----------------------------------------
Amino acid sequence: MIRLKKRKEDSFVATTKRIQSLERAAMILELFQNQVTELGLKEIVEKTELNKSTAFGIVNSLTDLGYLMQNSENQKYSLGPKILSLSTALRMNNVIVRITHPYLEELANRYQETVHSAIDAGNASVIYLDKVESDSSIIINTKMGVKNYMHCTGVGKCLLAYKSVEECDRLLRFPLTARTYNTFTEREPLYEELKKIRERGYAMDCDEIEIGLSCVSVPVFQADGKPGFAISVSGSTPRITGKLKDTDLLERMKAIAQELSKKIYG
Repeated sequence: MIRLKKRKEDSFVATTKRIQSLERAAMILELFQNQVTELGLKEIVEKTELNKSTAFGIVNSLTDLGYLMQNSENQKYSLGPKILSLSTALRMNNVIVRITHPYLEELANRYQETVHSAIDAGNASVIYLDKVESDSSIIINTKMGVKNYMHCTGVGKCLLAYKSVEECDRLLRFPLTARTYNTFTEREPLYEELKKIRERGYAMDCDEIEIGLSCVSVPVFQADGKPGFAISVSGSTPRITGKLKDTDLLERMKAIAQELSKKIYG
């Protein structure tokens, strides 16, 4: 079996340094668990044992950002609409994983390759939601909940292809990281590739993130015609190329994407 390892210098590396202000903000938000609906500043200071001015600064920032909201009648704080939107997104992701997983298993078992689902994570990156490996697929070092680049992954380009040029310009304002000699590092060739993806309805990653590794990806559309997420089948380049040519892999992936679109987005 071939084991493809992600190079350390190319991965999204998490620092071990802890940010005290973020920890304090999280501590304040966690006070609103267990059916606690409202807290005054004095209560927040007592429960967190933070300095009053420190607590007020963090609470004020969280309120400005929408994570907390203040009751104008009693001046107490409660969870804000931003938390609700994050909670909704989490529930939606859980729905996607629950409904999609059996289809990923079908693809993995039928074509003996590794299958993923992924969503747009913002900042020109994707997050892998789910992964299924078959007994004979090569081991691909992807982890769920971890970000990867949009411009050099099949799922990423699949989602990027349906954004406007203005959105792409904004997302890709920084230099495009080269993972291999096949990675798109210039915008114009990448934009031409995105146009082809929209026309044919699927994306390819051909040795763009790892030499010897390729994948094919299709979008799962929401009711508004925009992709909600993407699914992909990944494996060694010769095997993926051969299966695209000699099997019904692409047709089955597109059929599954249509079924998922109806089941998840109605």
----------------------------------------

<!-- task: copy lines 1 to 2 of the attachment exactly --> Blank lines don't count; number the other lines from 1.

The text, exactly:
Amino acid sequence: MIRLKKRKEDSFVATTKRIQSLERAAMILELFQNQVTELGLKEIVEKTELNKSTAFGIVNSLTDLGYLMQNSENQKYSLGPKILSLSTALRMNNVIVRITHPYLEELANRYQETVHSAIDAGNASVIYLDKVESDSSIIINTKMGVKNYMHCTGVGKCLLAYKSVEECDRLLRFPLTARTYNTFTEREPLYEELKKIRERGYAMDCDEIEIGLSCVSVPVFQADGKPGFAISVSGSTPRITGKLKDTDLLERMKAIAQELSKKIYG
Repeated sequence: MIRLKKRKEDSFVATTKRIQSLERAAMILELFQNQVTELGLKEIVEKTELNKSTAFGIVNSLTDLGYLMQNSENQKYSLGPKILSLSTALRMNNVIVRITHPYLEELANRYQETVHSAIDAGNASVIYLDKVESDSSIIINTKMGVKNYMHCTGVGKCLLAYKSVEECDRLLRFPLTARTYNTFTEREPLYEELKKIRERGYAMDCDEIEIGLSCVSVPVFQADGKPGFAISVSGSTPRITGKLKDTDLLERMKAIAQELSKKIYG